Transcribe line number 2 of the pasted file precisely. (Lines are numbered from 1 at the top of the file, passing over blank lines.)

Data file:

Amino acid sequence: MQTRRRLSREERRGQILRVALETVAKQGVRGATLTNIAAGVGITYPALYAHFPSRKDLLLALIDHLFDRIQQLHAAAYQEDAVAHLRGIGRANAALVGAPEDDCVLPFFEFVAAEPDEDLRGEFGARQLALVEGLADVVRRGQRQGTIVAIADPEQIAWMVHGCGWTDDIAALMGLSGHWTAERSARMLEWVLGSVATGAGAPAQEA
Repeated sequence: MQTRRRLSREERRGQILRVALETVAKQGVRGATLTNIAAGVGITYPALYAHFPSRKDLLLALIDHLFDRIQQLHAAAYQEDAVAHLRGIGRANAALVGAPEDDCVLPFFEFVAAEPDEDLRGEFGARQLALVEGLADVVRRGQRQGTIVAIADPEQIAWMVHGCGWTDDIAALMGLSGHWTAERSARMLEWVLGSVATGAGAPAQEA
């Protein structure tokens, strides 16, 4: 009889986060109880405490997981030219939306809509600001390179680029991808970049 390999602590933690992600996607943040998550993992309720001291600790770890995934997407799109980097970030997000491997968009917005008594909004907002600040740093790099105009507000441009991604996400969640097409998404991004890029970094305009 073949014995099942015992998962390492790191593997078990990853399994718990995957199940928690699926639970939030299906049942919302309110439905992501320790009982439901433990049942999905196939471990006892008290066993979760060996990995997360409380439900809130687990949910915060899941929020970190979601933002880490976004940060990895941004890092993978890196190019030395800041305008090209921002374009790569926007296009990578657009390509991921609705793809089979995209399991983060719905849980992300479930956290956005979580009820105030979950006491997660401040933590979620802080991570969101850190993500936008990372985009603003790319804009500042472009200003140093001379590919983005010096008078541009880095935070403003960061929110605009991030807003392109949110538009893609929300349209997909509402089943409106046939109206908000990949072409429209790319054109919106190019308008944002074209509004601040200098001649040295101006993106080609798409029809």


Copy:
Repeated sequence: MQTRRRLSREERRGQILRVALETVAKQGVRGATLTNIAAGVGITYPALYAHFPSRKDLLLALIDHLFDRIQQLHAAAYQEDAVAHLRGIGRANAALVGAPEDDCVLPFFEFVAAEPDEDLRGEFGARQLALVEGLADVVRRGQRQGTIVAIADPEQIAWMVHGCGWTDDIAALMGLSGHWTAERSARMLEWVLGSVATGAGAPAQEA